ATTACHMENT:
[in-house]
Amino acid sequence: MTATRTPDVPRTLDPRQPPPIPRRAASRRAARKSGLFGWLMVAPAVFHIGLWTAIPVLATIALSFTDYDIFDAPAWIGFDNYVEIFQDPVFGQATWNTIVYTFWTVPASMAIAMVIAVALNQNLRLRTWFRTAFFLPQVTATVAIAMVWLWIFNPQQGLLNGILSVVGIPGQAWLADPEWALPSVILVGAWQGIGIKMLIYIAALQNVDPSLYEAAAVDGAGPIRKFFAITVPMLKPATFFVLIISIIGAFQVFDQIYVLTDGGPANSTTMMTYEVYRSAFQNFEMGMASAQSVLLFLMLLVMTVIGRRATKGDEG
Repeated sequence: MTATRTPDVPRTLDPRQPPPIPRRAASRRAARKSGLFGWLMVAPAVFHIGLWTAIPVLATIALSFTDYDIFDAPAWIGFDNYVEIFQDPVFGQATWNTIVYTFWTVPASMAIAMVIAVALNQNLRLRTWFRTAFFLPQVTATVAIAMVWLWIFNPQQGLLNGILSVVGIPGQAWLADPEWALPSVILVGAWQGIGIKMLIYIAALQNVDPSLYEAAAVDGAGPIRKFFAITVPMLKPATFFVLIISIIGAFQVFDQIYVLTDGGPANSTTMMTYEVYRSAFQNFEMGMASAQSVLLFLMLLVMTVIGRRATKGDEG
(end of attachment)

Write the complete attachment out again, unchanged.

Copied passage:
[in-house]
Amino acid sequence: MTATRTPDVPRTLDPRQPPPIPRRAASRRAARKSGLFGWLMVAPAVFHIGLWTAIPVLATIALSFTDYDIFDAPAWIGFDNYVEIFQDPVFGQATWNTIVYTFWTVPASMAIAMVIAVALNQNLRLRTWFRTAFFLPQVTATVAIAMVWLWIFNPQQGLLNGILSVVGIPGQAWLADPEWALPSVILVGAWQGIGIKMLIYIAALQNVDPSLYEAAAVDGAGPIRKFFAITVPMLKPATFFVLIISIIGAFQVFDQIYVLTDGGPANSTTMMTYEVYRSAFQNFEMGMASAQSVLLFLMLLVMTVIGRRATKGDEG
Repeated sequence: MTATRTPDVPRTLDPRQPPPIPRRAASRRAARKSGLFGWLMVAPAVFHIGLWTAIPVLATIALSFTDYDIFDAPAWIGFDNYVEIFQDPVFGQATWNTIVYTFWTVPASMAIAMVIAVALNQNLRLRTWFRTAFFLPQVTATVAIAMVWLWIFNPQQGLLNGILSVVGIPGQAWLADPEWALPSVILVGAWQGIGIKMLIYIAALQNVDPSLYEAAAVDGAGPIRKFFAITVPMLKPATFFVLIISIIGAFQVFDQIYVLTDGGPANSTTMMTYEVYRSAFQNFEMGMASAQSVLLFLMLLVMTVIGRRATKGDEG